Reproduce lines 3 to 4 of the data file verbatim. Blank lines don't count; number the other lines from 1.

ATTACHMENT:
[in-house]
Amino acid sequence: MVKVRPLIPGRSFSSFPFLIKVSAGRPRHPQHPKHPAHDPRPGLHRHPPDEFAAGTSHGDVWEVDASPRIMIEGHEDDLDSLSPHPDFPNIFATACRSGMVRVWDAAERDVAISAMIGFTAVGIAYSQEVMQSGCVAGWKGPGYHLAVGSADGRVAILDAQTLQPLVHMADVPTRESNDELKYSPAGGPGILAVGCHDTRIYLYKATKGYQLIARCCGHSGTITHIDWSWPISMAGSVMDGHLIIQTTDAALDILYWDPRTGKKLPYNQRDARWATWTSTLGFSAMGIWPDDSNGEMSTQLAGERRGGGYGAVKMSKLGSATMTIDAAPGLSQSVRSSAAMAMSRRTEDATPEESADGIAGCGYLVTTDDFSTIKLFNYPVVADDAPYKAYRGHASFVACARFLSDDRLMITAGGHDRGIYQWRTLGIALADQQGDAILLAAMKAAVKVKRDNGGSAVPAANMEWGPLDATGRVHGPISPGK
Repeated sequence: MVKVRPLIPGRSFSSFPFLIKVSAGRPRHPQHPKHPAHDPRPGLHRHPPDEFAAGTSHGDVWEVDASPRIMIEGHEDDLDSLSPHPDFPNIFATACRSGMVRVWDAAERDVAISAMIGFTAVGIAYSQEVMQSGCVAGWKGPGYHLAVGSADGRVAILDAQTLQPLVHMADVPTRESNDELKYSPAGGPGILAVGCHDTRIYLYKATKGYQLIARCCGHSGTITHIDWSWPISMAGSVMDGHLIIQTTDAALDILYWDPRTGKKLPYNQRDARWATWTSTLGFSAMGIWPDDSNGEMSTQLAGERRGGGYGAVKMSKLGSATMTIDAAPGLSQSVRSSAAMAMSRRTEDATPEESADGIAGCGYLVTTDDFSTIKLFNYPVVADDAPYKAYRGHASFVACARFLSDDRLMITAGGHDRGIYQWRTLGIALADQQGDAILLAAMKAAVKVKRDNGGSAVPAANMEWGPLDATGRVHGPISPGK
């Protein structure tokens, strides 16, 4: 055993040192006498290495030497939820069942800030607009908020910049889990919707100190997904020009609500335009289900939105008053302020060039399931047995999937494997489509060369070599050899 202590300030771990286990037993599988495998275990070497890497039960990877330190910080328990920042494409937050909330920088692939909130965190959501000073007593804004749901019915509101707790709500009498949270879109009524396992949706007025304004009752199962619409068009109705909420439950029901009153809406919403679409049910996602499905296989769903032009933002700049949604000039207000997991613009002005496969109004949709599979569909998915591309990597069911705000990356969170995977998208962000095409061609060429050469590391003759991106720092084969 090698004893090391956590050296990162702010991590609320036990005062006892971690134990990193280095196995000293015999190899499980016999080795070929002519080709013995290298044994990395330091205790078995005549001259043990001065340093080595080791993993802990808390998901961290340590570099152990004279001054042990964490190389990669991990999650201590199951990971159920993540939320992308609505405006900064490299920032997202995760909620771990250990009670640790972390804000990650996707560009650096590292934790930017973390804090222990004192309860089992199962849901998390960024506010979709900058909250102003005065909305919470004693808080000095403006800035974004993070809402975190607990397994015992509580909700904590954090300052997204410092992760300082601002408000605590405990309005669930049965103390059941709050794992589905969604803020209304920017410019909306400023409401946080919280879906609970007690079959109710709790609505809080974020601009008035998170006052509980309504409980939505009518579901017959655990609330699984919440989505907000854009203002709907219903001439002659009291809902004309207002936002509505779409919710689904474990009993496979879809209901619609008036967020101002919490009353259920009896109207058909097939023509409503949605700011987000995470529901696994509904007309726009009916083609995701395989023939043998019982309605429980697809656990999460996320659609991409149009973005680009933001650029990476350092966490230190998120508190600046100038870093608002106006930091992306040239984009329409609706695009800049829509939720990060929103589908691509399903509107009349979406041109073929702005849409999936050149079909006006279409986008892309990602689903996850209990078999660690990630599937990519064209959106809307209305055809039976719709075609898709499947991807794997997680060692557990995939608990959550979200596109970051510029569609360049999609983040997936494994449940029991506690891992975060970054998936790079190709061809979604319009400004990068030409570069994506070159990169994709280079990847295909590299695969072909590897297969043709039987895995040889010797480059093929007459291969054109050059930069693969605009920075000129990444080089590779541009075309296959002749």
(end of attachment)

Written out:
Repeated sequence: MVKVRPLIPGRSFSSFPFLIKVSAGRPRHPQHPKHPAHDPRPGLHRHPPDEFAAGTSHGDVWEVDASPRIMIEGHEDDLDSLSPHPDFPNIFATACRSGMVRVWDAAERDVAISAMIGFTAVGIAYSQEVMQSGCVAGWKGPGYHLAVGSADGRVAILDAQTLQPLVHMADVPTRESNDELKYSPAGGPGILAVGCHDTRIYLYKATKGYQLIARCCGHSGTITHIDWSWPISMAGSVMDGHLIIQTTDAALDILYWDPRTGKKLPYNQRDARWATWTSTLGFSAMGIWPDDSNGEMSTQLAGERRGGGYGAVKMSKLGSATMTIDAAPGLSQSVRSSAAMAMSRRTEDATPEESADGIAGCGYLVTTDDFSTIKLFNYPVVADDAPYKAYRGHASFVACARFLSDDRLMITAGGHDRGIYQWRTLGIALADQQGDAILLAAMKAAVKVKRDNGGSAVPAANMEWGPLDATGRVHGPISPGK
């Protein structure tokens, strides 16, 4: 055993040192006498290495030497939820069942800030607009908020910049889990919707100190997904020009609500335009289900939105008053302020060039399931047995999937494997489509060369070599050899 202590300030771990286990037993599988495998275990070497890497039960990877330190910080328990920042494409937050909330920088692939909130965190959501000073007593804004749901019915509101707790709500009498949270879109009524396992949706007025304004009752199962619409068009109705909420439950029901009153809406919403679409049910996602499905296989769903032009933002700049949604000039207000997991613009002005496969109004949709599979569909998915591309990597069911705000990356969170995977998208962000095409061609060429050469590391003759991106720092084969 090698004893090391956590050296990162702010991590609320036990005062006892971690134990990193280095196995000293015999190899499980016999080795070929002519080709013995290298044994990395330091205790078995005549001259043990001065340093080595080791993993802990808390998901961290340590570099152990004279001054042990964490190389990669991990999650201590199951990971159920993540939320992308609505405006900064490299920032997202995760909620771990250990009670640790972390804000990650996707560009650096590292934790930017973390804090222990004192309860089992199962849901998390960024506010979709900058909250102003005065909305919470004693808080000095403006800035974004993070809402975190607990397994015992509580909700904590954090300052997204410092992760300082601002408000605590405990309005669930049965103390059941709050794992589905969604803020209304920017410019909306400023409401946080919280879906609970007690079959109710709790609505809080974020601009008035998170006052509980309504409980939505009518579901017959655990609330699984919440989505907000854009203002709907219903001439002659009291809902004309207002936002509505779409919710689904474990009993496979879809209901619609008036967020101002919490009353259920009896109207058909097939023509409503949605700011987000995470529901696994509904007309726009009916083609995701395989023939043998019982309605429980697809656990999460996320659609991409149009973005680009933001650029990476350092966490230190998120508190600046100038870093608002106006930091992306040239984009329409609706695009800049829509939720990060929103589908691509399903509107009349979406041109073929702005849409999936050149079909006006279409986008892309990602689903996850209990078999660690990630599937990519064209959106809307209305055809039976719709075609898709499947991807794997997680060692557990995939608990959550979200596109970051510029569609360049999609983040997936494994449940029991506690891992975060970054998936790079190709061809979604319009400004990068030409570069994506070159990169994709280079990847295909590299695969072909590897297969043709039987895995040889010797480059093929007459291969054109050059930069693969605009920075000129990444080089590779541009075309296959002749």